Copyright © 2011 by Chris R. Glaser. All rights reserved.
I received the news of Osama bin Laden’s death with grim satisfaction, but only after the immediate lump in my throat and tears in my eyes as I recalled once more those trapped in the crashing planes and falling buildings of 9/11. And their loved ones.
In the face of all terrorism that wounds and kills and destroys, we have cause to wonder “Where is God?”
Invited to speak on Holocaust Remembrance Day this past Sunday, I quoted one of the characters in Holocaust survivor Elie Wiesel’s novel Night, who asks this very question. In a concentration camp, a mere child is sentenced to hang, and as the sentence is carried out, the young narrator hears someone behind him asking, “Where is God, where is He?” And when the child does not die right away, but suffers, lingering between life and death, again, “Behind me, I heard the same man asking: ‘For God’s sake, where is God?’ And from within me, I heard a voice answer: ‘Where He is? This is where—hanging here from this gallows…’”
That’s what Jesus’ followers discerned, as they witnessed Jesus on his cross. “For God’s sake, where is God?” they surely wondered. And from within them, they heard a voice answer—perhaps the Holy Spirit?—“Where is God? This is where—hanging from this cross…”
As I wrote in this blog during Holy Week, this is how the crucifixion speaks to me—God identifies with all innocents who suffer violence for who they are, whether hung on a fence post in Wyoming, drug behind a truck in Texas, or last week, beaten in a McDonald’s in Maryland.
Those of us who watched the royal wedding Friday morning were reminded that it was the feast day of Catherine of Siena, who admonished, “Be who God meant you to be, and you will set the world on fire!” I might add, if the world doesn’t set you on fire first!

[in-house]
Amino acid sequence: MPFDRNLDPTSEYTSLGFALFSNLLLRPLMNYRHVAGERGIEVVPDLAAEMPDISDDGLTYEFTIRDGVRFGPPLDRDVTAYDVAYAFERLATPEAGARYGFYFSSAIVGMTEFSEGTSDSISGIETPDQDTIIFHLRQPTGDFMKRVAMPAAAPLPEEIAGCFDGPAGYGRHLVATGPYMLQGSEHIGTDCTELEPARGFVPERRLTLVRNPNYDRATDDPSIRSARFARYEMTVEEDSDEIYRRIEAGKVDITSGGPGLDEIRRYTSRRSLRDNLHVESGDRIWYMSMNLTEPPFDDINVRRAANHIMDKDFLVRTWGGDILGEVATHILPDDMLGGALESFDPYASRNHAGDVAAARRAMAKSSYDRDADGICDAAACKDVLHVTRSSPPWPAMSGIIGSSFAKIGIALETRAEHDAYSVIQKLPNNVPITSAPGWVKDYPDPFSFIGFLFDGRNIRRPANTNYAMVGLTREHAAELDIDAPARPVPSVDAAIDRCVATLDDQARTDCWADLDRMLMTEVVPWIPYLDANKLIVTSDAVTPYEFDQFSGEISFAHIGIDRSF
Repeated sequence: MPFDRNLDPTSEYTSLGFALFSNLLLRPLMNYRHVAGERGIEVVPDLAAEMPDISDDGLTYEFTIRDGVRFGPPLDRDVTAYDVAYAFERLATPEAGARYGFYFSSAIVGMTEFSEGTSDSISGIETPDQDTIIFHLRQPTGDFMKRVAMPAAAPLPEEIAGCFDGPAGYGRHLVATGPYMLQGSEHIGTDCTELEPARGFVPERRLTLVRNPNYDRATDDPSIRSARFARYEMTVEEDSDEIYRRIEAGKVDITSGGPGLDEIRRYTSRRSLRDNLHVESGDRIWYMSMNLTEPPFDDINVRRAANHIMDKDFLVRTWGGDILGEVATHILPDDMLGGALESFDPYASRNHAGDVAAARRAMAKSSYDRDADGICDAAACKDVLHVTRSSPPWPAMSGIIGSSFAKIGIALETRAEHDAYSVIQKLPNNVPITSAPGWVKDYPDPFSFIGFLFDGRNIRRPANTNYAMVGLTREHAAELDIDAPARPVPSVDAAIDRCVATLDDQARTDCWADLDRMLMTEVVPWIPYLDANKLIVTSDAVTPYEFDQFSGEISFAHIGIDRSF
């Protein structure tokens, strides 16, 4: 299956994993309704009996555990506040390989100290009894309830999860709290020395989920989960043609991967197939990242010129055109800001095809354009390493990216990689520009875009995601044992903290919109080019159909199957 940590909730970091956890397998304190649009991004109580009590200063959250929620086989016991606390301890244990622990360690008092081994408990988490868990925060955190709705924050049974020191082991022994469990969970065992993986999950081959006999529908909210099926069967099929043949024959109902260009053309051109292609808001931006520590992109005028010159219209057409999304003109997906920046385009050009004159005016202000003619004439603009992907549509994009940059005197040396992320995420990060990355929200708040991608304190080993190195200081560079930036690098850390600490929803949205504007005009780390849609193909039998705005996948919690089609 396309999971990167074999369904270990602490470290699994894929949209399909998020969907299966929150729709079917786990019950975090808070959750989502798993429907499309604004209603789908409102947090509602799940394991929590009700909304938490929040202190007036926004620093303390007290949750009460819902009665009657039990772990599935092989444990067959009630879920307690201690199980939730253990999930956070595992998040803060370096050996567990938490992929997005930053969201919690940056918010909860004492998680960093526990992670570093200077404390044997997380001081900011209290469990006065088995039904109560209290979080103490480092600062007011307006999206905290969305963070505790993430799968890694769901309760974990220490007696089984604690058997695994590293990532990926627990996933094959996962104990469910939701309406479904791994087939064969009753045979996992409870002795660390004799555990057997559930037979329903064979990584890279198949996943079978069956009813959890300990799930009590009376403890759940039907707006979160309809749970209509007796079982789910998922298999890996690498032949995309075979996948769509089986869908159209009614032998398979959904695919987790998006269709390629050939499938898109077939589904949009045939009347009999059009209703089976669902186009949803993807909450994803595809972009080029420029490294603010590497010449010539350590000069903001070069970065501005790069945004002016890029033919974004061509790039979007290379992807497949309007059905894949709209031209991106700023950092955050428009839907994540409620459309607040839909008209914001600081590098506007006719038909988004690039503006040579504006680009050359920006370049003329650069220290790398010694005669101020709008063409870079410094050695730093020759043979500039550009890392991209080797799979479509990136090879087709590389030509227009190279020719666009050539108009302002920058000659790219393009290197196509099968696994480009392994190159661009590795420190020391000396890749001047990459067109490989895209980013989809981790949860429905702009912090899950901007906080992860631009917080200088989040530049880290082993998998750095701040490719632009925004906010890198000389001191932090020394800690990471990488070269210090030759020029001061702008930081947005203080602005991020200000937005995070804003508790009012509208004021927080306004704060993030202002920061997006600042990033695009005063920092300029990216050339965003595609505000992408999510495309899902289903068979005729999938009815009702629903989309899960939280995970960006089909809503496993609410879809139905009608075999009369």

One who did not survive the Holocaust, or Sho’ah, Etty Hillesum, wrote a prayer in her diary [published in English as An Interrupted Life] on July 12, 1942:
Dear God…One thing is becoming increasingly clear to me: that You cannot help us, that we must help You to help ourselves. And that is all we can manage these days, and also all that really matters: that we safeguard that little piece of You, God, in ourselves. And perhaps in others as well. Alas, there doesn’t seem to be much You Yourself can do about our circumstances, about our lives. Neither do I hold You responsible. You cannot help us but we must help You and defend Your dwelling place inside us to the last.
And later she adds, “There will always be a small patch of sky above, and there will always be enough space to fold two hands in prayer.” She died at Auschwitz on November 30, 1943.
“Safeguard that little piece of You, God, in ourselves.” “Safeguard”—as in preserve, protect, and treasure. “And perhaps in others as well.” That’s the tough part, thus “perhaps.” Disrespecting God’s dwelling place in others is the root of all terrorism.